You see, the thing about writing is that it can take you away from mindfulness. You see or hear something and you think “I must remember to put that in my next blog post”. I find myself sometimes being once removed from my life, waiting for inspiration, watching for anecdotes. I sometimes realise I’ve been writing in my head when I could have been listening to someone I love, or paying attention to what’s right in front of me.

As regular followers will know, I’m not a fan of ‘The Secret’ or any philosophy that tries to convince people that they make their own reality with their thoughts. Oh sure, you’ve got a lot of control over how you choose to interpret things but the notion that you can think yourself sick or well just doesn’t hold water for me. If positive thinking cured cancer then mine wouldn’t have lasted a week. It certainly wouldn’t have come back again. I hope this blog proves that.

But there is something to be said for moving away from ‘cancer patient’ or ‘cancer warrior’ or ‘cancer victim’ as a major part of my identity. I’m pragmatic. I know that the cancer might come back and if it does I’ll come back here and write about it. I hope I never have to.

It’s time for me to embrace the ordinary. I’m never going to be the person I was before I had cancer but I would like to be a whole person again, with all the ordinary, mundane things that we all deal with when we’re not fighting a potentially terminal illness. It’s someone else’s turn to bask in all the love that comes your way when you are diagnosed with cancer. I’ll certainly be paying it forward.

If you’d like to keep in touch then I have a Facebook page here:
https://www.facebook.com/pages/Positive3negative/548288675239161

I use it to keep friends, extended family and anyone whose interested updated on my regular check ups. I post any news about new research into triple negative breast cancer and share what I hope are inspirational ideas. Every Sunday I post seven things that I am grateful for that week.

Thank you to all of you. Whether you’ve been here from the start or not, whether you’ve commented or not, whether you’ve also had cancer or not. Thank you. You kindness and encouragement has kept me writing when I felt like stopping. It’s been quite a ride.

Love and good health to all of you. May you know the deep joy of a grateful life.

Meg

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Alternative Therapies

I’ve had a few questions about alternative therapies during my treatment, and a few people insisting that I was crazy for trusting mainstream medicine. I decided to go with something that was evidence-based and with measurable results. Yes, there’s no guaranteed cure for cancer but mainstream medicine still provides you with your best possible chance of beating it.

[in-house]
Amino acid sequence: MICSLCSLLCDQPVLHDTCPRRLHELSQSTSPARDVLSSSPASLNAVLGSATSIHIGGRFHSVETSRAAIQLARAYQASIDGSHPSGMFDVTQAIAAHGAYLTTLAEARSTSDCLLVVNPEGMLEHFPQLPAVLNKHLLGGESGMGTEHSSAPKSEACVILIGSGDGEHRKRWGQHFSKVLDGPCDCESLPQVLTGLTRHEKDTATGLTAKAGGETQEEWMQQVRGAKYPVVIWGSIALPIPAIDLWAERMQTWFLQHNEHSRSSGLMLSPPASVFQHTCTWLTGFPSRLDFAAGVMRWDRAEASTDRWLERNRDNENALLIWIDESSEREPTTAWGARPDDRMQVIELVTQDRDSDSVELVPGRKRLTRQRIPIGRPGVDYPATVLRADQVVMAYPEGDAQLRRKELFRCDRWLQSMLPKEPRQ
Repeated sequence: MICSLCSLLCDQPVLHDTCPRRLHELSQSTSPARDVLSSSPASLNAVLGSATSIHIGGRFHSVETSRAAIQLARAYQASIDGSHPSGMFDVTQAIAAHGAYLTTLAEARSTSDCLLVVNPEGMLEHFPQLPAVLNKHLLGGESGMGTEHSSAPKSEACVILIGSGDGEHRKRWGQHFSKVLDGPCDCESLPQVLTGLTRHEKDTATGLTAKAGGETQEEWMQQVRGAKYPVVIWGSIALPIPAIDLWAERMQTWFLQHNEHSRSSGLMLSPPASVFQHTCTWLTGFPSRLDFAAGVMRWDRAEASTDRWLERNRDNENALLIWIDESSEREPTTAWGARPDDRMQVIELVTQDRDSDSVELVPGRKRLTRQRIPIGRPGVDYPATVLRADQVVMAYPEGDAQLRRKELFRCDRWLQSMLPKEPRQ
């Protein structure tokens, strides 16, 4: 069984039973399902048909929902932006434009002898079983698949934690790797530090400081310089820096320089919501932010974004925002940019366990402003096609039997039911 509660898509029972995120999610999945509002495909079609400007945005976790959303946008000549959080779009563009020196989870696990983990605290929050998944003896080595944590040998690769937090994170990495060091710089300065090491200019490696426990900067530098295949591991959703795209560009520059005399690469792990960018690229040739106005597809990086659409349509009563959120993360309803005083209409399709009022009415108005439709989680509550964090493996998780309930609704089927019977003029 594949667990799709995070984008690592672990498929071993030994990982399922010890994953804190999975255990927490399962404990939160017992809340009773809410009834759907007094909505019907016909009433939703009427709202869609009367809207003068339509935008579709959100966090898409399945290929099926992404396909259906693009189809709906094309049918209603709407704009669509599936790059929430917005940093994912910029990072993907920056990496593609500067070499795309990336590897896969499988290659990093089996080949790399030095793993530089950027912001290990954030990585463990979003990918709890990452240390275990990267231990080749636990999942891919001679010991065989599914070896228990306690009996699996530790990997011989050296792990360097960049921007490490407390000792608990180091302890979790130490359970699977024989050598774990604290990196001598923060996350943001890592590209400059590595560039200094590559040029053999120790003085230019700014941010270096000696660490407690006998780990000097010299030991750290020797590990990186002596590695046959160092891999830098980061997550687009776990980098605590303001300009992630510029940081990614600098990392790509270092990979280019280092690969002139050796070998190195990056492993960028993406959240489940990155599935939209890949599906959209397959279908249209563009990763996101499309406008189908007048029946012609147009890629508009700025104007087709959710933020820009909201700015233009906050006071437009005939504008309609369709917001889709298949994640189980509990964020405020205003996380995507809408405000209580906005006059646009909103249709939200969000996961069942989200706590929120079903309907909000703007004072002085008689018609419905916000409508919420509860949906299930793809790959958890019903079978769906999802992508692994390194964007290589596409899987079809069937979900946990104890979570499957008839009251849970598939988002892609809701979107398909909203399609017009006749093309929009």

When it comes to alternative therapies, I’ll now be sending people a copy of this excellent article:

http://www.theguardian.com/commentisfree/2015/mar/03/what-do-doctors-say-to-alternative-therapists-when-a-patient-dies-nothing-we-never-talk?CMP=soc_567

Such a worthwhile read. Please take the time.

Here’s the last few paragraphs just to give you a taste:

The community practitioners who are best at checking in with oncologists are physiotherapists, palliative care nurses and general practitioners. They seem to have no qualms about sharing doubt, seeking advice and negotiating compromise.

But the point of many alternative therapies seems to be in their secret powers of healing. I know it’s often said but I honestly don’t consider arrogance a good explanation for why oncologists and alternative practitioners don’t talk. I would, however, say that dismay and distrust feature heavily. As does the troubling realisation that a doctor can face reprimand for inadvertent error but an alternative practitioner can get away with intentional harm.

This is not a reason to excuse the former but to regulate the latter. Perhaps this would make it easier to follow the advice that doctors need to familiarise themselves with the various forms of complementary and alternative medicines. It is conceivable that some worthwhile measures are tainted by the same brush as a lot of fraudulent ones.

Health literacy moves at a very slow pace. The alternative health industry, worth many billions of dollars, marches briskly. It will always attract unguarded patients who will cling to the faintest promise of recovery without associated harm. Whenever money changes hands and the premise sounds too good to be true, the motto remains: Caveat Emptor.

Indeed. Caveat Emptor is latin for ‘buyer beware’, in other words, the onus is on the individual to do their own checks into the legitimacy of any alternative treatment (and any mainstream treatment for that matter).

Unfortunately the internet is full of people happy to take your money or denigrate medical professionals.

I’ve said it before; I wish everyone giving out specific medical advice was held to the same standard of accountability as doctors.